When addressing Native American inclusion, Lily Gladstone urged viewers to “look at one of the teams that’s playing” in the Super Bowl. Gladstone discussed her experience as the first Native American performer shortlisted for the Best Actress Academy Award in an interview with journalist Dave Karger at the Virtuosos Awards of the Santa Barbara International Film Festival, wherein she was selected as a laureate. On Saturday, the actor of Killers of the Flower Moon, who is of Siksikaitsitapi and Niimiipuu descent, described the entire accomplishment as “long overdue” and mentioned that “some of the first filmmakers [and] the first film footage was shot by native people documenting our way of life.”
“But that’s a lot of history and a lot of years of exclusion or misrepresentation, and I mean Super Bowl’s tomorrow,” she stated. “We haven’t come that far if we look at one of the teams that’s playing.” On the evening of Sunday, the San Francisco 49ers and the Kansas City Chiefs square off in the Super Bowl. Gladstone was probably talking about the subsequent, which has been controversial due to the designation and arrowhead emblem.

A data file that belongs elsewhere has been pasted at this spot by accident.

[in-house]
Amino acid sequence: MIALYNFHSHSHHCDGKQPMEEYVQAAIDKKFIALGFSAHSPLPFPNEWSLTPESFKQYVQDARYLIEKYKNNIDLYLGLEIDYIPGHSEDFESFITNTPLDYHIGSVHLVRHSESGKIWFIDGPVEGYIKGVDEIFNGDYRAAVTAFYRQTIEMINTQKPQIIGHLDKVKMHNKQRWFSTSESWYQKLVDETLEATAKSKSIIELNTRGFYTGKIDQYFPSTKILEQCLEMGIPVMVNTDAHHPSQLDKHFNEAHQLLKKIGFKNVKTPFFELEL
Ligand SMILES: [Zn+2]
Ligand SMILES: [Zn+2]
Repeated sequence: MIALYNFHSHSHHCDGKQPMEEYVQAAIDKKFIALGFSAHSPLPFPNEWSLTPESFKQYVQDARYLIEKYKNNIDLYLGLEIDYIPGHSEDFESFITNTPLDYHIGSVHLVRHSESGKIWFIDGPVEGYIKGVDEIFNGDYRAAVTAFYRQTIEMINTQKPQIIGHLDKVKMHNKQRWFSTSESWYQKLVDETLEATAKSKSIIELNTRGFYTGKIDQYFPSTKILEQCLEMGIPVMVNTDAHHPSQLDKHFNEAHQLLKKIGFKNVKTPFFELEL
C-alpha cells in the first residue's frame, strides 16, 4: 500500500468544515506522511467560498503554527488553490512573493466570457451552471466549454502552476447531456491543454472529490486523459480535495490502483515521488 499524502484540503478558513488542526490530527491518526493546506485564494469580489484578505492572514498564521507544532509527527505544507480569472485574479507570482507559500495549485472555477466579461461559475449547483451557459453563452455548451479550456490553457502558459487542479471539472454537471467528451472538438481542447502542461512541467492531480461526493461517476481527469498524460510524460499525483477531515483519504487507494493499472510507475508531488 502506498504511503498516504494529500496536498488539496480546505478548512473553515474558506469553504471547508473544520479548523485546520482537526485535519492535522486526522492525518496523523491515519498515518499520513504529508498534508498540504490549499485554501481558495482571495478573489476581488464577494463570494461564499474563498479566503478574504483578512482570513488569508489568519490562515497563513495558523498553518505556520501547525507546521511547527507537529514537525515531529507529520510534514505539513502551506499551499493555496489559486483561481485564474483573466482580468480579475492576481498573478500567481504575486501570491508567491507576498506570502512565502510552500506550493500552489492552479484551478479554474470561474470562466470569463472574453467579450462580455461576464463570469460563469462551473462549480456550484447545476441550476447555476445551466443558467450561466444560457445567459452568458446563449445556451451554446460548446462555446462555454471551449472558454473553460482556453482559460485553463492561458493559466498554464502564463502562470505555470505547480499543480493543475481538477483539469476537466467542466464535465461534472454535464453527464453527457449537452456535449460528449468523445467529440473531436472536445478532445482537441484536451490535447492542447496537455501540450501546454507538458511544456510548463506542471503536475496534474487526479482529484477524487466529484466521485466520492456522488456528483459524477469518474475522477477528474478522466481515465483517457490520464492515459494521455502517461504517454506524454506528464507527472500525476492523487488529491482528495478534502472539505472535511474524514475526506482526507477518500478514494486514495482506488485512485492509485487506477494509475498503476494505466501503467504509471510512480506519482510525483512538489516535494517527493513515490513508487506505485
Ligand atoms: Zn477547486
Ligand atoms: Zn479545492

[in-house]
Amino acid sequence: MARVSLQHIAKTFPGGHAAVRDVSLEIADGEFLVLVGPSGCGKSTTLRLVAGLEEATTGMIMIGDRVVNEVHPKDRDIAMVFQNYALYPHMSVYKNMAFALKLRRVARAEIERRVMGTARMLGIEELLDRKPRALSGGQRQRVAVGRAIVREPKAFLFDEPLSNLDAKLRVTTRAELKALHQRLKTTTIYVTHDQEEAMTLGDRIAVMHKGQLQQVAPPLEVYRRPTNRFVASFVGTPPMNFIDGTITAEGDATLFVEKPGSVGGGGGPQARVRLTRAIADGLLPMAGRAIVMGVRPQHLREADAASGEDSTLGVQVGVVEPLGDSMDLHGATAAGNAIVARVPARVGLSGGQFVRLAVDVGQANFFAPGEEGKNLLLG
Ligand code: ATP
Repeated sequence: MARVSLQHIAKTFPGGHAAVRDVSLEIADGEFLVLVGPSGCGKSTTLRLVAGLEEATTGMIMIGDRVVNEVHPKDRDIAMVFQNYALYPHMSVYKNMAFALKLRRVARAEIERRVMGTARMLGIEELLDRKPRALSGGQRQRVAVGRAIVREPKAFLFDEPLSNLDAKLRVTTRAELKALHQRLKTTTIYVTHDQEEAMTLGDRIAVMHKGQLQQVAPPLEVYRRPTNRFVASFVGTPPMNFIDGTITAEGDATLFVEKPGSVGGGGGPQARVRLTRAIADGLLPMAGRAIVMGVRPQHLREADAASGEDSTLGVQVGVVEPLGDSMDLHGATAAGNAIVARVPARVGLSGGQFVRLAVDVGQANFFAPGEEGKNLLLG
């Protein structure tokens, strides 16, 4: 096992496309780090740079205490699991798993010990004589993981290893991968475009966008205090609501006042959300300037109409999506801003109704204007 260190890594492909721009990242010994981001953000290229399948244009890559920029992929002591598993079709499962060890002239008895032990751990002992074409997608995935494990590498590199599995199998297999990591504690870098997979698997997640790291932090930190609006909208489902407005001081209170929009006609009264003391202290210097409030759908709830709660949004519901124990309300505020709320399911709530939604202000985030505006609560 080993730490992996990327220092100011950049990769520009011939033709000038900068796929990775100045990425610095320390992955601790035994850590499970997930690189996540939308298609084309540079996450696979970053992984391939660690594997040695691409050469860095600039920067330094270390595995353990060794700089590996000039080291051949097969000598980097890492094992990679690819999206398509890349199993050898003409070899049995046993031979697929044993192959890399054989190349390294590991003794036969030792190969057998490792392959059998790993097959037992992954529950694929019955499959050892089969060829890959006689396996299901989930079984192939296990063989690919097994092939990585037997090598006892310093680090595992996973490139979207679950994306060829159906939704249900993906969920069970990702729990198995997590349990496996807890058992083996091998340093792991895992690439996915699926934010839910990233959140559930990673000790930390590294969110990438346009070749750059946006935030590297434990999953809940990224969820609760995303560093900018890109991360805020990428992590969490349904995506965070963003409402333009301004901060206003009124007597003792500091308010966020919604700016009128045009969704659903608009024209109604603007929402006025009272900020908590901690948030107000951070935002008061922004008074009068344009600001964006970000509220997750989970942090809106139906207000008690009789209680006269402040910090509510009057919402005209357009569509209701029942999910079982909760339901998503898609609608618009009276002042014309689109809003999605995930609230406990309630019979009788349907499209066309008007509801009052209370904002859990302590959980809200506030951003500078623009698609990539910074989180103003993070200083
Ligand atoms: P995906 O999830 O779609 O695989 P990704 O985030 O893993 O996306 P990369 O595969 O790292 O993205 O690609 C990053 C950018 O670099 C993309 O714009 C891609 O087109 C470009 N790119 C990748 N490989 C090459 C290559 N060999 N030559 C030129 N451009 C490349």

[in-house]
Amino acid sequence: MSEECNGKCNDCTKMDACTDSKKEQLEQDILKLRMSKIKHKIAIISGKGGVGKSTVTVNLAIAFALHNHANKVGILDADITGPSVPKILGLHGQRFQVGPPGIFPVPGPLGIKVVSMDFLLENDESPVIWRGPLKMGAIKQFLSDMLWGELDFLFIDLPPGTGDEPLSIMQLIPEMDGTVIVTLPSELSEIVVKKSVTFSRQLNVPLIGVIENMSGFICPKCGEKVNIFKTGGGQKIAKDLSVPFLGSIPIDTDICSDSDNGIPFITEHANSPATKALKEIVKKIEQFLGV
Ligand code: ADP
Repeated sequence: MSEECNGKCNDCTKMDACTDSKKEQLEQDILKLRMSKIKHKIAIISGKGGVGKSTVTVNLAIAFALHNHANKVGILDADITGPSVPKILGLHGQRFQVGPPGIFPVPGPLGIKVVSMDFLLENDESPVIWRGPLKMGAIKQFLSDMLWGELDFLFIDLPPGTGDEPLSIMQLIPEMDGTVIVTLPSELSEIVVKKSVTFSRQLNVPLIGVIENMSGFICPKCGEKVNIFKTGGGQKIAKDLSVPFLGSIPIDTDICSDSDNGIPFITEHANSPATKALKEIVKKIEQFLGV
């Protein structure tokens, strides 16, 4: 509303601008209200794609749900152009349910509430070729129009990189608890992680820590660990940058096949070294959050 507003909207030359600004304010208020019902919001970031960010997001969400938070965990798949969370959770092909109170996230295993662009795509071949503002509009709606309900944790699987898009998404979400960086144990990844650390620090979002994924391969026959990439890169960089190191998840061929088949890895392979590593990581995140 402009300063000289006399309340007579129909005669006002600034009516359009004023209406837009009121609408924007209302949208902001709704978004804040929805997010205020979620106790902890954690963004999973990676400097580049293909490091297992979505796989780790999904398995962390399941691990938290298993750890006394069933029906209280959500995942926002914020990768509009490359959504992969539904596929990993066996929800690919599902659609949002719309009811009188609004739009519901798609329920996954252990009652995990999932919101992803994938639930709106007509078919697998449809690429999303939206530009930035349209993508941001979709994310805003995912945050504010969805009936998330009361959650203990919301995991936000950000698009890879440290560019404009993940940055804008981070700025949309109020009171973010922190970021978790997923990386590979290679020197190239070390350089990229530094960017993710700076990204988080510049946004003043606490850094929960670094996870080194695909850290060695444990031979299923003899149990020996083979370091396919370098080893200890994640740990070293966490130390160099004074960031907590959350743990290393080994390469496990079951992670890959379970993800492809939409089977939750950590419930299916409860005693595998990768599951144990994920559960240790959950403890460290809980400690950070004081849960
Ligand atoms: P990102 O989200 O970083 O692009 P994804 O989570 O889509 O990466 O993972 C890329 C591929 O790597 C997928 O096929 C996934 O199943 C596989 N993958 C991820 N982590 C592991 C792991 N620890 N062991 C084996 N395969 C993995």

Following the Chiefs’ 2023 Super Bowl victory, protesters staged around the arena in Arizona that was hosting the NFL game, calling on the league to “stop the chop” and “change the name” of the franchise, according to The Guardian. At their home stadium in Kansas City, the Chiefs had previously prohibited supporters from donning false headpieces and specific kinds of facial makeup “that references or appropriates American Indian cultures and traditions” in 2020, according to an NPR story at the time. The NFL’s Washington club, which was formerly known as after a phrase that has been used as a racist slur against Native Americans, completely changed its name a few months before this decision. Since then, the group has adopted the name Commanders.
Gladstone also mentioned that her Oscar candidature is “a lot to put on one person, but I don’t look at it as mine” in her conversation with Karger. “It’s circumstantial that it’s this filmmaker, that it’s this point in history, that it’s this story, that it’s this kind of an epic tale, that it’s this character that it’s this community,” Gladstone, who prefers pronouns such as she/they. “I mean, the film is so remarkable because of how remarkable Osage people are and how much they had to say about the making of it, how embraced we all were.”
“That’s ultimately what means the most to me is, I mean, the way that the response in Indian country from the Globes win, it’s like, I’m done. It’s very shared,” she continued. “It’s very touching to see the impact that a win for one of us means for all of us.”